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Linux Storage

This page contains my personal notes on Linux filesystems, partitioning, backups, performance tuning, and related concepts. Warning: these notes are specific to my own non-critical systems and may not be applicable in general use cases.

Update: Due to a a number of stability issues I've returned to using KDE neon on my work laptop. Nod to the KDE devs for maintaining a stable rolling release distro. The general principles still apply to any modern distro.

Partitioning for Ubuntu 19.04 workstations

I'm currently the following configuration on my Dell Precision 5520 notebook computer:

  • 256GB NVMe drive
  • 256MiB EFI partition as a raw FAT partition
  • 512MiB /boot partition as a raw ext4 partition
  • the rest of the disk is configured as an LVM PV consuming 92% of the drive
  • this currently contains one volume group with two logical volumes, 16GiB for swap (to allow hibernate) and the remaining space is used for /

Initializing partitions using gparted

GNU parted manual:

parted /dev/nvme0n1
print # check to see what's already on the disk before you do anything else
mklabel gpt
unit MiB # use binary format units when partitioning
mkpart efi fat32 1MiB 257MiB # align the first block
mkpart boot ext4 257MiB 769MiB
mkpart lvm-pv0 ext4 769MiB 92% # finish the LVM pv at 92% capacity

If this worked you will see something like this when you print the partition table

(parted) print                                                            
Model: PC401 NVMe SK hynix 256GB (nvme)
Disk /dev/nvme0n1: 256GB
Sector size (logical/physical): 512B/512B
Partition Table: gpt
Disk Flags: 
Number  Start   End    Size   File system  Name     Flags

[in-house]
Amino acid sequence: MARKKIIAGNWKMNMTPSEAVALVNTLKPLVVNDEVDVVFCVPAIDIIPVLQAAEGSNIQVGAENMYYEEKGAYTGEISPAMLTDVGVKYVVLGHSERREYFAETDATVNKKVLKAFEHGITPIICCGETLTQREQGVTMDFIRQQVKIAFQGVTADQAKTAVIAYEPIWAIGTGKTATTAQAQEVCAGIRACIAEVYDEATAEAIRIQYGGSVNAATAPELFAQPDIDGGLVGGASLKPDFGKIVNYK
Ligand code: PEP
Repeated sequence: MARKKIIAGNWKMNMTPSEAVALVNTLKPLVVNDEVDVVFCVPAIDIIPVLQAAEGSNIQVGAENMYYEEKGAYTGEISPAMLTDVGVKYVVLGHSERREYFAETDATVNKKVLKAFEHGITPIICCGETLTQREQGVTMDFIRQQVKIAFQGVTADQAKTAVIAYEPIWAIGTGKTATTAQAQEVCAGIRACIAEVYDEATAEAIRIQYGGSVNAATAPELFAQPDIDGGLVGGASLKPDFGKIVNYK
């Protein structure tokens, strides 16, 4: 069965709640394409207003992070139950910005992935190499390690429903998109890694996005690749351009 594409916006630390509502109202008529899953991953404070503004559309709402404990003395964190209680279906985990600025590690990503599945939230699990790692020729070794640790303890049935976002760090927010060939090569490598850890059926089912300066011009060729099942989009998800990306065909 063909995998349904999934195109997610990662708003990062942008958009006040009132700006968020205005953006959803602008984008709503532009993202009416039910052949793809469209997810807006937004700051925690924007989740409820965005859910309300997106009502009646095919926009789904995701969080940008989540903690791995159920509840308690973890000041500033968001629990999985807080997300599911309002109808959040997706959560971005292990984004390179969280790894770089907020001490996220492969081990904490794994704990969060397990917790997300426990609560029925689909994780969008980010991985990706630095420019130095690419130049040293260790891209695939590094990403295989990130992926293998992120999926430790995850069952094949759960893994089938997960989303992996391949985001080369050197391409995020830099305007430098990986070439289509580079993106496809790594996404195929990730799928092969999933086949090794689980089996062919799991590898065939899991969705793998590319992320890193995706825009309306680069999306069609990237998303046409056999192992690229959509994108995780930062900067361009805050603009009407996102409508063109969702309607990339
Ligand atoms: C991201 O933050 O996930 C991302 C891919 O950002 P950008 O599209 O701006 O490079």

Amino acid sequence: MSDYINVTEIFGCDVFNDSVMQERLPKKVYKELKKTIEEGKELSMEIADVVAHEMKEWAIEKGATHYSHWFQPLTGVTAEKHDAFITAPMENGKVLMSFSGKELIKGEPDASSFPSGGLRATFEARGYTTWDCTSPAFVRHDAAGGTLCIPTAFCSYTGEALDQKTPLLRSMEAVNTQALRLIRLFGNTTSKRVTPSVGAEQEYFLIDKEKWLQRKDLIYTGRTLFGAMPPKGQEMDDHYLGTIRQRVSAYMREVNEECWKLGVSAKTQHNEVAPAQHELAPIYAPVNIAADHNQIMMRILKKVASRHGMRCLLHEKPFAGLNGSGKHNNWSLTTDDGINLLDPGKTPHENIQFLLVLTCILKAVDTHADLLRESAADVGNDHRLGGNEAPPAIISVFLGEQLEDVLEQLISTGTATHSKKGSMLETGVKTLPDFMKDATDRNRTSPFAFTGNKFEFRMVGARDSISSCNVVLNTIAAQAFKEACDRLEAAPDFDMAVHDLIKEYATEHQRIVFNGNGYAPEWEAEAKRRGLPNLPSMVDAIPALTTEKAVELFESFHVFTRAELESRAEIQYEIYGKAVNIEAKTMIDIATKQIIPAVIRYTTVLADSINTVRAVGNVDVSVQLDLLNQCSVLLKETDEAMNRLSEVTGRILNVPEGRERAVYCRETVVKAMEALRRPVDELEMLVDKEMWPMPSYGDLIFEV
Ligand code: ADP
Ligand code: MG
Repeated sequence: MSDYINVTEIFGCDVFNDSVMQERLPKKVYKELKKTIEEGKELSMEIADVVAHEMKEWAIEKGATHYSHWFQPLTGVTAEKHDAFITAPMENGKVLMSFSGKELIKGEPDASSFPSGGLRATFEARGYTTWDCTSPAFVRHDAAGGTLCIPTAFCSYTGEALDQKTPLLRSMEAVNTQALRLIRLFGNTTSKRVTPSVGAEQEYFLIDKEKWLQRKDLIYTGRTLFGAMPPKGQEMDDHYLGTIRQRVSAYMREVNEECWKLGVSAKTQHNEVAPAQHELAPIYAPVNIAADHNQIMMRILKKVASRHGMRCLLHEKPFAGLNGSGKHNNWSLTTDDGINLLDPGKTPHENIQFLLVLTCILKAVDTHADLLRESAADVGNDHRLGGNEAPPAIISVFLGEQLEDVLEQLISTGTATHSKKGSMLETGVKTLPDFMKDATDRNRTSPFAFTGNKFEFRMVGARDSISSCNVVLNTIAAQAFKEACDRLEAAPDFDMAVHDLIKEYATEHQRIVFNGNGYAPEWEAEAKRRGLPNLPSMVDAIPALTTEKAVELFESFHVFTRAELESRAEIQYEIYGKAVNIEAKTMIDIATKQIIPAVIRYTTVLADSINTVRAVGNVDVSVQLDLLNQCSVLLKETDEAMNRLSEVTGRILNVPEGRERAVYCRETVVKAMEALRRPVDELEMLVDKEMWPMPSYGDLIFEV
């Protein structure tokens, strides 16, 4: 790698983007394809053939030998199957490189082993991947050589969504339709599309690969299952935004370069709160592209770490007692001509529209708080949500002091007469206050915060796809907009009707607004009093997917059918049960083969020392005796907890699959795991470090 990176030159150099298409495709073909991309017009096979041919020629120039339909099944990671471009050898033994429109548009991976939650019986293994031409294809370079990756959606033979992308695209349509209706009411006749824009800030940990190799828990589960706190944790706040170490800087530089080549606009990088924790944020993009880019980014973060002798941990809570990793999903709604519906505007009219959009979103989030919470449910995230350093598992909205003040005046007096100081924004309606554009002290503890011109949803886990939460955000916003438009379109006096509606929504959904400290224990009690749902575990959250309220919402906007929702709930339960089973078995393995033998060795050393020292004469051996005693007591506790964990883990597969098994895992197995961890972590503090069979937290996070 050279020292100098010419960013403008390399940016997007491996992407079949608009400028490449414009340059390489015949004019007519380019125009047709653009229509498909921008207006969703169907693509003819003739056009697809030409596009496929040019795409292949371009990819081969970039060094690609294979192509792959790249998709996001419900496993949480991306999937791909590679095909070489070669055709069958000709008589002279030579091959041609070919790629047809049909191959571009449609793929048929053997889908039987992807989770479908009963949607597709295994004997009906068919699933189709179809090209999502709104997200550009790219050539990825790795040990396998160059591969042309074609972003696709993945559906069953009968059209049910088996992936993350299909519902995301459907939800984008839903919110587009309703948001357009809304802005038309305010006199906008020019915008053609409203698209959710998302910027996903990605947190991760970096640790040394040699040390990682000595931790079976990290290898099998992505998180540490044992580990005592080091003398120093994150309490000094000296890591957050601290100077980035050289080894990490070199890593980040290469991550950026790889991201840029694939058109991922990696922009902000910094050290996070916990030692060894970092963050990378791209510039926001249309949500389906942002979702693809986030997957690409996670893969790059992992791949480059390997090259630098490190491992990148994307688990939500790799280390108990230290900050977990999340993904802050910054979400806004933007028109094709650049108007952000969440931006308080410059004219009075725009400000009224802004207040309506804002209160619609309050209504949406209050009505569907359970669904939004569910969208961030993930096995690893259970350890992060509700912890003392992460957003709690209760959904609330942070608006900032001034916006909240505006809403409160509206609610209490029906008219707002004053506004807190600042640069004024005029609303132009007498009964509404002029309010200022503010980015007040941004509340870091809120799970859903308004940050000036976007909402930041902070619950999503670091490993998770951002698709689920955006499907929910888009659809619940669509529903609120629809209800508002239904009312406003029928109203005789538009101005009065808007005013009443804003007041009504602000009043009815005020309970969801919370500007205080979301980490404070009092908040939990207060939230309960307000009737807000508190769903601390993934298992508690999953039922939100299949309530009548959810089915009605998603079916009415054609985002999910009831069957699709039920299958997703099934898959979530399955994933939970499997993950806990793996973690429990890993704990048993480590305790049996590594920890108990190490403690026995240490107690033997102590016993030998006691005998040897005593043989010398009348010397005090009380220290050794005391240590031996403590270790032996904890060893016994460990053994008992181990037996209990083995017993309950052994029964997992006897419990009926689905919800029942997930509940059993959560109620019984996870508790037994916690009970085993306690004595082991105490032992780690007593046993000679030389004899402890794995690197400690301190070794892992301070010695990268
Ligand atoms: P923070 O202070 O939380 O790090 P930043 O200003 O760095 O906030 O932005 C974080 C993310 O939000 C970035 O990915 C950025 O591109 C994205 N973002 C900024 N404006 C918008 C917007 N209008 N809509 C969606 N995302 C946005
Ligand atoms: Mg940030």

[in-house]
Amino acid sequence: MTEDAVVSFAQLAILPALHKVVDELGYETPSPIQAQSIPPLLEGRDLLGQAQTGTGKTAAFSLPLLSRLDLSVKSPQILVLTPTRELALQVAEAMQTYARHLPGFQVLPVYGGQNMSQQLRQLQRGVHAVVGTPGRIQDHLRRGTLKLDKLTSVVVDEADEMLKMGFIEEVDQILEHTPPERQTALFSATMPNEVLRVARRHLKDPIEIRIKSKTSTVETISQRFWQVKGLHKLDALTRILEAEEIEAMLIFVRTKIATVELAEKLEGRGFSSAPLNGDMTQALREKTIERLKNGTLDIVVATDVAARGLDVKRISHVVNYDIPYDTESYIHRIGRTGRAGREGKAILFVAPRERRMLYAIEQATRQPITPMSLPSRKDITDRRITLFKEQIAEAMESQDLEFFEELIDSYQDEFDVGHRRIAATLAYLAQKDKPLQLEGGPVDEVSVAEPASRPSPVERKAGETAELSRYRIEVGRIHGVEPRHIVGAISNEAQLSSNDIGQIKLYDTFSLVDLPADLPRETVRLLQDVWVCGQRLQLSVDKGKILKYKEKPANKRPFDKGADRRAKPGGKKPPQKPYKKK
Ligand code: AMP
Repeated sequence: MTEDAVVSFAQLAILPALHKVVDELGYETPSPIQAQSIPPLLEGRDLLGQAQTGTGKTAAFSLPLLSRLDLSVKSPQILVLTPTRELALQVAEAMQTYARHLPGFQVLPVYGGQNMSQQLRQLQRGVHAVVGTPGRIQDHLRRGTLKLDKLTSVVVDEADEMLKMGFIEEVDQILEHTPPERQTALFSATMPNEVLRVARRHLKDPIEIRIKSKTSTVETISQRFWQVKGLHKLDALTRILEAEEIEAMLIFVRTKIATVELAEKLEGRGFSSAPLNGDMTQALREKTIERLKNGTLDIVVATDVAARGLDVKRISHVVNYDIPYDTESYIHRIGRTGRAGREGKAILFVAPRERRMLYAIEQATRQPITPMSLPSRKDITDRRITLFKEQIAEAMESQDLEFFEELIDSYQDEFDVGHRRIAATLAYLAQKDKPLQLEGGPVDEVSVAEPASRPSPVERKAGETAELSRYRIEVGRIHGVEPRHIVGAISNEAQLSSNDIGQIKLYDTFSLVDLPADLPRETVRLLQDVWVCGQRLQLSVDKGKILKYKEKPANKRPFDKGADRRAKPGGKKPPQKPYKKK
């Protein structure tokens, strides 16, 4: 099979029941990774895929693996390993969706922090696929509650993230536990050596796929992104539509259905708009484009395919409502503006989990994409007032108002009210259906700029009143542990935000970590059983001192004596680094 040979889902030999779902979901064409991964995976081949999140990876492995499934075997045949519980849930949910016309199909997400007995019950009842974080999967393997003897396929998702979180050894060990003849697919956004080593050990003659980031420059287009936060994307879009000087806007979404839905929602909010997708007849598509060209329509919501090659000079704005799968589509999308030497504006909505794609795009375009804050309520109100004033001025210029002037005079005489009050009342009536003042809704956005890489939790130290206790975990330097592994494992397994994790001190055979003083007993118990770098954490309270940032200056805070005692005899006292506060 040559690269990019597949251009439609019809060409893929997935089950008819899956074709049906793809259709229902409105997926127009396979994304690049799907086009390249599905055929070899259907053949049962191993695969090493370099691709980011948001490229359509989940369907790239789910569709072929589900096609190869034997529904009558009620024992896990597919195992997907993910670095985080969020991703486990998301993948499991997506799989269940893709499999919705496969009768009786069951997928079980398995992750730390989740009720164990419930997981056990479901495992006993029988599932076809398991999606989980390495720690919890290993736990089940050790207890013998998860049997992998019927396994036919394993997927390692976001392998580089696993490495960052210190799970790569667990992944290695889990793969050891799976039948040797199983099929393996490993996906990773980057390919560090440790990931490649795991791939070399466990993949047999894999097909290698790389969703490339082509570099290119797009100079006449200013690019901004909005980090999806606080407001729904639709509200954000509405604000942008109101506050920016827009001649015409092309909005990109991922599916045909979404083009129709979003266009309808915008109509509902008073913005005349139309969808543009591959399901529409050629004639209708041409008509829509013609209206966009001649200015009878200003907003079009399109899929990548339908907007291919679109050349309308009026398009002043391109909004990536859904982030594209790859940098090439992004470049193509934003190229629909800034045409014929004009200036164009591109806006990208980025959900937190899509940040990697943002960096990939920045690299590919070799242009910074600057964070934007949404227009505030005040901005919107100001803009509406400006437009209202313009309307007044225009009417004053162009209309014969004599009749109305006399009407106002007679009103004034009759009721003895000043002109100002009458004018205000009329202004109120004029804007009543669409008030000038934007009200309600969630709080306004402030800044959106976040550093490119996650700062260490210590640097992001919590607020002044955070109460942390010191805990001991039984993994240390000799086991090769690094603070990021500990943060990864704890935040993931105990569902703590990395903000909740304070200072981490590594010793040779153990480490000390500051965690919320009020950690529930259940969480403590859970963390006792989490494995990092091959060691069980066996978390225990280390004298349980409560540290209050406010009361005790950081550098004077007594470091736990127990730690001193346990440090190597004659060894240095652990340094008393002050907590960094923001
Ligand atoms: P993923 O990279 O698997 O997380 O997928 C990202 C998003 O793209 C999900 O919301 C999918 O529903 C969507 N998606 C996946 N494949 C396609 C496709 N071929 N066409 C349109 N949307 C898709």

1      1049kB  269MB  268MB  ext4         efi      msftdata
 2      269MB   806MB  537MB               boot
 3      806MB   236GB  235GB               lvm-pv0  lvm

As far as I can tell parted can't label volumes as Linux LVM, so I do that using fdisk.

root@kubuntu:~# fdisk /dev/nvme0n1
Welcome to fdisk (util-linux 2.33.1).                                                   
Changes will remain in memory only, until you decide to write them.
Be careful before using the write command.
Command (m for help): t
Partition number (1-3, default 3): 3
Partition type (type L to list all types): 31
Changed type of partition 'Linux filesystem' to 'Linux LVM'.
Command (m for help): p
Disk /dev/nvme0n1: 238.5 GiB, 256060514304 bytes, 500118192 sectors
Disk model: PC401 NVMe SK hynix 256GB               
Units: sectors of 1 * 512 = 512 bytes
Sector size (logical/physical): 512 bytes / 512 bytes
I/O size (minimum/optimal): 512 bytes / 512 bytes
Disklabel type: gpt
Disk identifier: 14779AE7-C2BB-4F6A-9F6E-A927FAF7AAFB
Device           Start       End   Sectors   Size Type
/dev/nvme0n1p1    2048    526335    524288   256M Microsoft basic data
/dev/nvme0n1p2  526336   1574911   1048576   512M Linux filesystem
/dev/nvme0n1p3 1574912 460107775 458532864 218.7G Linux LVM
Command (m for help): w
The partition table has been altered.
Calling ioctl() to re-read partition table.
Syncing disks.

Create filesystems and LVM structure

pvcreate /dev/nvme0n1p3
vgcreate vg0 /dev/nvme0n1p3
lvcreate -n swap0 -L 16GiB vg0
lvcreate -n root -l 100%FREE vg0

If you did this correctly you should see the following

  LV    VG  Attr       LSize   Pool Origin Data%  Meta%  Move Log Cpy%Sync Convert
  root  vg0 -wi-a----- 202.64g                                                    
  swap0 vg0 -wi-a-----  16.00g
linux/storage.txt · Last modified: 2019-05-21 21:30 by gabriel